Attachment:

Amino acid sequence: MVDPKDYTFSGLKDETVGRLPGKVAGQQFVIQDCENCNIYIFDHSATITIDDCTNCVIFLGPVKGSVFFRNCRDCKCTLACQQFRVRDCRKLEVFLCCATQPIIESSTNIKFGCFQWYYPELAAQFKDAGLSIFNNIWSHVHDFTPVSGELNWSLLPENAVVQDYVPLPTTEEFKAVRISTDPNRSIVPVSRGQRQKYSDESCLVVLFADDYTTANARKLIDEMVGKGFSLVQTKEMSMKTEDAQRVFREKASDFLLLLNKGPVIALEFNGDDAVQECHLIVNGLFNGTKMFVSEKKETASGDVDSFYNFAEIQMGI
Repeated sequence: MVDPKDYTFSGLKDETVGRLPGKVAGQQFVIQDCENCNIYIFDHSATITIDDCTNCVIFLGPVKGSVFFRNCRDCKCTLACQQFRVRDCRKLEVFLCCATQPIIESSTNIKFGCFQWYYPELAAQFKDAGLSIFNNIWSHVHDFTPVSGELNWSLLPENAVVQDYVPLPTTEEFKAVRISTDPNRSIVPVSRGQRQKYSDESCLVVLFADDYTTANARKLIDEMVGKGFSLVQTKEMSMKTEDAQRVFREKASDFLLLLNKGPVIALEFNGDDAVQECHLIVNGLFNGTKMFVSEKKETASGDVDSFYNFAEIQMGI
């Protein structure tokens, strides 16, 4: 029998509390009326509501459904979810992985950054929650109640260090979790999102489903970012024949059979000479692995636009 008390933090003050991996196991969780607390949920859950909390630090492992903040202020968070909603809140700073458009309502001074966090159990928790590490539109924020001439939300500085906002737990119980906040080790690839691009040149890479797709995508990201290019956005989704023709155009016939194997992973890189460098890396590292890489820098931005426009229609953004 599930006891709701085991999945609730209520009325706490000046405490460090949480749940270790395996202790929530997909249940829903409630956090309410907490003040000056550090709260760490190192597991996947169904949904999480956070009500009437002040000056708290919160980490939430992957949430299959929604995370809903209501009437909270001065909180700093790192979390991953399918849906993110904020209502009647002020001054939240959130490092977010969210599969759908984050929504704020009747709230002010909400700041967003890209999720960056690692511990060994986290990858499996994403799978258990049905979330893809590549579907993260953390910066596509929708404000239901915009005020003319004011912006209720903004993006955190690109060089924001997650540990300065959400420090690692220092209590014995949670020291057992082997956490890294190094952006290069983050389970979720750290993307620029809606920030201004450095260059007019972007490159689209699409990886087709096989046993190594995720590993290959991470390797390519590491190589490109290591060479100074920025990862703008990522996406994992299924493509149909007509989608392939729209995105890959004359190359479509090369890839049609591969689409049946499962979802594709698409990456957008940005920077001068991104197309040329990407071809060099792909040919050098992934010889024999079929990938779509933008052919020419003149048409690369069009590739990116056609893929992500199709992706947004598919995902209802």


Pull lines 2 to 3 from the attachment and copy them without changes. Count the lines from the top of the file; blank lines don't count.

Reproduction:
Repeated sequence: MVDPKDYTFSGLKDETVGRLPGKVAGQQFVIQDCENCNIYIFDHSATITIDDCTNCVIFLGPVKGSVFFRNCRDCKCTLACQQFRVRDCRKLEVFLCCATQPIIESSTNIKFGCFQWYYPELAAQFKDAGLSIFNNIWSHVHDFTPVSGELNWSLLPENAVVQDYVPLPTTEEFKAVRISTDPNRSIVPVSRGQRQKYSDESCLVVLFADDYTTANARKLIDEMVGKGFSLVQTKEMSMKTEDAQRVFREKASDFLLLLNKGPVIALEFNGDDAVQECHLIVNGLFNGTKMFVSEKKETASGDVDSFYNFAEIQMGI
């Protein structure tokens, strides 16, 4: 029998509390009326509501459904979810992985950054929650109640260090979790999102489903970012024949059979000479692995636009 008390933090003050991996196991969780607390949920859950909390630090492992903040202020968070909603809140700073458009309502001074966090159990928790590490539109924020001439939300500085906002737990119980906040080790690839691009040149890479797709995508990201290019956005989704023709155009016939194997992973890189460098890396590292890489820098931005426009229609953004 599930006891709701085991999945609730209520009325706490000046405490460090949480749940270790395996202790929530997909249940829903409630956090309410907490003040000056550090709260760490190192597991996947169904949904999480956070009500009437002040000056708290919160980490939430992957949430299959929604995370809903209501009437909270001065909180700093790192979390991953399918849906993110904020209502009647002020001054939240959130490092977010969210599969759908984050929504704020009747709230002010909400700041967003890209999720960056690692511990060994986290990858499996994403799978258990049905979330893809590549579907993260953390910066596509929708404000239901915009005020003319004011912006209720903004993006955190690109060089924001997650540990300065959400420090690692220092209590014995949670020291057992082997956490890294190094952006290069983050389970979720750290993307620029809606920030201004450095260059007019972007490159689209699409990886087709096989046993190594995720590993290959991470390797390519590491190589490109290591060479100074920025990862703008990522996406994992299924493509149909007509989608392939729209995105890959004359190359479509090369890839049609591969689409049946499962979802594709698409990456957008940005920077001068991104197309040329990407071809060099792909040919050098992934010889024999079929990938779509933008052919020419003149048409690369069009590739990116056609893929992500199709992706947004598919995902209802």